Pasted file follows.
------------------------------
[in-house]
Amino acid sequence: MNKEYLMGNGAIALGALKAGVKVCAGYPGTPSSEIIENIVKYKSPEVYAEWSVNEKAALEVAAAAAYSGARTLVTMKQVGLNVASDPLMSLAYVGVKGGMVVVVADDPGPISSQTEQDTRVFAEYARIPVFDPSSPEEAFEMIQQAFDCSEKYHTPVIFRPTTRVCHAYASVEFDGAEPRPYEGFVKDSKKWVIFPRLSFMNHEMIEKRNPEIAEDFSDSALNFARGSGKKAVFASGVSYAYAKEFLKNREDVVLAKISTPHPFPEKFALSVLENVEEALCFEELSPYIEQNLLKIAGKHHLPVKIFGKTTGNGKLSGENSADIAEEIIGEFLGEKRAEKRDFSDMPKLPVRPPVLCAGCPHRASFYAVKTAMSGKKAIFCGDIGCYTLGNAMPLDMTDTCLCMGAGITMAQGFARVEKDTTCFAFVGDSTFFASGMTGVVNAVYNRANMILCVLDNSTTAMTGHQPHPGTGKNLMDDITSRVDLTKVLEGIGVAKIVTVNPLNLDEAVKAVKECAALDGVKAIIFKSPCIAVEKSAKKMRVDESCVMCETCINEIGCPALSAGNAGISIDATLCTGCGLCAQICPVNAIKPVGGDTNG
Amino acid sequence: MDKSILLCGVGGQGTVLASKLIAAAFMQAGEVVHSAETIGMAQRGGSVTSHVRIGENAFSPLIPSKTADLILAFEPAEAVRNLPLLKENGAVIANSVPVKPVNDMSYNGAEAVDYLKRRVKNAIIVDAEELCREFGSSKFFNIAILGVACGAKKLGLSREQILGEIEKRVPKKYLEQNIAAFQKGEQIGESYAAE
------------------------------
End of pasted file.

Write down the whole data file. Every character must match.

[in-house]
Amino acid sequence: MNKEYLMGNGAIALGALKAGVKVCAGYPGTPSSEIIENIVKYKSPEVYAEWSVNEKAALEVAAAAAYSGARTLVTMKQVGLNVASDPLMSLAYVGVKGGMVVVVADDPGPISSQTEQDTRVFAEYARIPVFDPSSPEEAFEMIQQAFDCSEKYHTPVIFRPTTRVCHAYASVEFDGAEPRPYEGFVKDSKKWVIFPRLSFMNHEMIEKRNPEIAEDFSDSALNFARGSGKKAVFASGVSYAYAKEFLKNREDVVLAKISTPHPFPEKFALSVLENVEEALCFEELSPYIEQNLLKIAGKHHLPVKIFGKTTGNGKLSGENSADIAEEIIGEFLGEKRAEKRDFSDMPKLPVRPPVLCAGCPHRASFYAVKTAMSGKKAIFCGDIGCYTLGNAMPLDMTDTCLCMGAGITMAQGFARVEKDTTCFAFVGDSTFFASGMTGVVNAVYNRANMILCVLDNSTTAMTGHQPHPGTGKNLMDDITSRVDLTKVLEGIGVAKIVTVNPLNLDEAVKAVKECAALDGVKAIIFKSPCIAVEKSAKKMRVDESCVMCETCINEIGCPALSAGNAGISIDATLCTGCGLCAQICPVNAIKPVGGDTNG
Amino acid sequence: MDKSILLCGVGGQGTVLASKLIAAAFMQAGEVVHSAETIGMAQRGGSVTSHVRIGENAFSPLIPSKTADLILAFEPAEAVRNLPLLKENGAVIANSVPVKPVNDMSYNGAEAVDYLKRRVKNAIIVDAEELCREFGSSKFFNIAILGVACGAKKLGLSREQILGEIEKRVPKKYLEQNIAAFQKGEQIGESYAAE